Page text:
2.5 Rotation law and equilibrium quantities

A special case of rotation law is uniform rotation (uniform angular velocity in the coordinate frame), which minimizes the total mass-energy of a configuration for a given baryon number and total angular momentum [49147]. In this case, the term involving F(Ω ) in (20View Equation) vanishes.

More generally, a simple choice of a differential-rotation law is

2 (Ω − ω)r2 sin2 πœƒ e2(β−ν) F(Ω ) = A (Ωc − Ω ) = ------------2-2---2---2(β−-ν), (21 ) 1 − (Ω − ω ) r sin πœƒ e
where A is a constant [183Jump To The Next Citation Point184Jump To The Next Citation Point]. When A → ∞, the above rotation law reduces to the uniform rotation case. In the Newtonian limit and when A → 0, the rotation law becomes a so-called j-constant rotation law (specific angular momentum constant in space), which satisfies the Rayleigh criterion for local dynamical stability against axisymmetric disturbances (j should not decrease outwards, djβˆ•d Ω < 0). The same criterion is also satisfied in the relativistic case [184Jump To The Next Citation Point]. It should be noted that differentially rotating stars may also be subject to a shear instability that tends to suppress differential rotation [335].

The above rotation law is a simple choice that has proven to be computationally convenient. More physically plausible choices must be obtained through numerical simulations of the formation of relativistic stars.

Table 1: Equilibrium properties.
circumferential radius ψ R = e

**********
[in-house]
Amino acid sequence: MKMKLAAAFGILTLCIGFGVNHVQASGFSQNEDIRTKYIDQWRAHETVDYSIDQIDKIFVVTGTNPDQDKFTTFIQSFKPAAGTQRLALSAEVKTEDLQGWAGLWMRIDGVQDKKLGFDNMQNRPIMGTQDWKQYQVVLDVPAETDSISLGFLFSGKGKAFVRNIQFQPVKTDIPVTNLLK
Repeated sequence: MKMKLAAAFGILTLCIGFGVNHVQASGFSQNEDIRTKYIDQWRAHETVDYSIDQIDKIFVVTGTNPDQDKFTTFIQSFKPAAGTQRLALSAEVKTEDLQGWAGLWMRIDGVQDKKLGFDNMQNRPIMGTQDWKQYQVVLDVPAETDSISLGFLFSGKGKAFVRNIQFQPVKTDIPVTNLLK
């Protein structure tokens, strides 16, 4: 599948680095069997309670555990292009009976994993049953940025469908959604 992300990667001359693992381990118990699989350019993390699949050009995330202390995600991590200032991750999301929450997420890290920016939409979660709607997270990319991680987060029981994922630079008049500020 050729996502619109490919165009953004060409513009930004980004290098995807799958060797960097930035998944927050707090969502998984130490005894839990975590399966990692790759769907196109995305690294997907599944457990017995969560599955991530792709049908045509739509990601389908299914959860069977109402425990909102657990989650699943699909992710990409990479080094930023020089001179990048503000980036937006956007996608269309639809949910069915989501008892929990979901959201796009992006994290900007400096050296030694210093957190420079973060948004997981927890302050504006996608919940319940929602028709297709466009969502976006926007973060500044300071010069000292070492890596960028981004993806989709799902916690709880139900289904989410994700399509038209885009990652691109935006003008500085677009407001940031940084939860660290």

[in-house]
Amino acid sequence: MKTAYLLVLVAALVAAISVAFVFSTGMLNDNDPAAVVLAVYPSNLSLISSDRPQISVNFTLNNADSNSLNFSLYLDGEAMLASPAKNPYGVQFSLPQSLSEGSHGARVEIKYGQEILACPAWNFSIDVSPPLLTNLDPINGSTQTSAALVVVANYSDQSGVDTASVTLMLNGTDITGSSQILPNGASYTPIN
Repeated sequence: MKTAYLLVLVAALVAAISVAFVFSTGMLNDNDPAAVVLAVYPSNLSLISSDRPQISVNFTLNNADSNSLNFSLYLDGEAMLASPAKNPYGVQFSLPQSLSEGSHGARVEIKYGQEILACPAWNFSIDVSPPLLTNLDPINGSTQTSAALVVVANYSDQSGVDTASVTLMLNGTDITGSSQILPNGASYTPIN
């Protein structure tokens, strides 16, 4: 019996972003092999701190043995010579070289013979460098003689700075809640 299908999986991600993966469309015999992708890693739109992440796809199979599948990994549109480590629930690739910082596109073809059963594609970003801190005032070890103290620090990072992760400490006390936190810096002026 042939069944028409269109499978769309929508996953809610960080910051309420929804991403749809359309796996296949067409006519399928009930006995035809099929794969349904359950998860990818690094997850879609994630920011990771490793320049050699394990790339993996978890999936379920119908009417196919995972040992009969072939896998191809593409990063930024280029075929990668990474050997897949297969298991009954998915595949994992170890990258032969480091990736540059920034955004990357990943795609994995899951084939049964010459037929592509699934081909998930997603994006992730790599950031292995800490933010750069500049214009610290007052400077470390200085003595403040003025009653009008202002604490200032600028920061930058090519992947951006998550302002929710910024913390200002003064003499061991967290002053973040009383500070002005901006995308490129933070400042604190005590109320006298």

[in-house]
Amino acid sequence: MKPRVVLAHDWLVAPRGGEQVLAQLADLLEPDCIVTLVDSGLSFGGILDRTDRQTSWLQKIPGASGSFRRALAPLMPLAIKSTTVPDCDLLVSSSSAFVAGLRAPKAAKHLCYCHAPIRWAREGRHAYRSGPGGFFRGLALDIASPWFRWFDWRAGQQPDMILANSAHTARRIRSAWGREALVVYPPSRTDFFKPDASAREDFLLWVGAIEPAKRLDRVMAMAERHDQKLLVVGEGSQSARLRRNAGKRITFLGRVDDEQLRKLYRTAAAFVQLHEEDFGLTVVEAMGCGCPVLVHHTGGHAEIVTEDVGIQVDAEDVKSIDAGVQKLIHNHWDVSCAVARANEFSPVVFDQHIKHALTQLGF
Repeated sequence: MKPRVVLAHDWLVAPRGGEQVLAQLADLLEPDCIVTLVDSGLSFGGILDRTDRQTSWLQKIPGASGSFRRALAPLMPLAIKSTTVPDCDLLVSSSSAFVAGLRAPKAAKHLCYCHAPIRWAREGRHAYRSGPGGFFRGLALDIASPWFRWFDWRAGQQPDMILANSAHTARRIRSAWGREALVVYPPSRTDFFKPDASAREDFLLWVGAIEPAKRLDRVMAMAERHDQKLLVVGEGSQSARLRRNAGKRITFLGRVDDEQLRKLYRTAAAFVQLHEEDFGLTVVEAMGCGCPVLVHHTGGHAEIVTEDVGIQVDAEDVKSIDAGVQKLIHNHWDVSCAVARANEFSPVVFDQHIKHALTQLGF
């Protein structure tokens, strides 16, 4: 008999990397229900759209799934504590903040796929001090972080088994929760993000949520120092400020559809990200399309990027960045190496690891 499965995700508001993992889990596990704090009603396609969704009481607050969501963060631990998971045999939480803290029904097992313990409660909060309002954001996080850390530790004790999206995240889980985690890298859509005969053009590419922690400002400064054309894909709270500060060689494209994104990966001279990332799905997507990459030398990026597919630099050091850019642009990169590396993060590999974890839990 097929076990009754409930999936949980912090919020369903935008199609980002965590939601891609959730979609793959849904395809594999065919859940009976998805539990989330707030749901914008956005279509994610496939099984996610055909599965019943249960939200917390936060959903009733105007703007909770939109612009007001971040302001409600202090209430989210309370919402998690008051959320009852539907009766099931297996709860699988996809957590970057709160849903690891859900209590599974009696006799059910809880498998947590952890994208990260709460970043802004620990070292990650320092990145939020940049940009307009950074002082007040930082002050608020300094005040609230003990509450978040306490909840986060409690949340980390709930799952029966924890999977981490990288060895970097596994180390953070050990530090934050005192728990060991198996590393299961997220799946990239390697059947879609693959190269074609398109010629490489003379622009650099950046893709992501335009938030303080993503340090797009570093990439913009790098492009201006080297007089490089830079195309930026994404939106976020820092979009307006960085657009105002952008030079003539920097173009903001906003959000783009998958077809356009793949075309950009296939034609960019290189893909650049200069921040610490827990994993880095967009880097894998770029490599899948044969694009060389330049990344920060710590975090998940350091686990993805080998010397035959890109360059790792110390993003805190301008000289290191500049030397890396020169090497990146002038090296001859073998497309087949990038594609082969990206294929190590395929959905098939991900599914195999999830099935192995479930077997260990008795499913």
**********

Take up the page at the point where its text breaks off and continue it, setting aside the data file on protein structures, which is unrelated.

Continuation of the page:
gravitational mass M = ∫(T − 1g T )taˆnbdV ab 2 ab
baryon mass ∫ a M0 = ρua ˆn dV
internal energy U = ∫ uu ˆnadV a
proper mass M = M + U p 0
gravitational binding energy W = M − Mp − T
angular momentum J = ∫ T Ο•aˆnbdV ab
moment of inertia I = Jβˆ•Ω
kinetic energy T = 1 JΩ 2

Equilibrium quantities for rotating stars, such as gravitational mass, baryon mass, or angular momentum, for example, can be obtained as integrals over the source of the gravitational field. A list of the most important equilibrium quantities that can be computed for axisymmetric models, along with the equations that define them, is displayed in Table 1. There, ρ is the rest-mass density, 2 u = πœ€ − ρc is the internal energy density, a b 1βˆ•2 nˆ = ∇atβˆ• |∇bt ∇ t| is the unit normal vector field to the t = const. spacelike hypersurfaces, and ∘ ---- dV = |3g| d3x is the proper 3-volume element (with 3g being the determinant of the 3-metric). It should be noted that the moment of inertia cannot be computed directly as an integral quantity over the source of the gravitational field. In addition, there exists no unique generalization of the Newtonian definition of the moment of inertia in general relativity and I = Jβˆ•Ω is a common choice.

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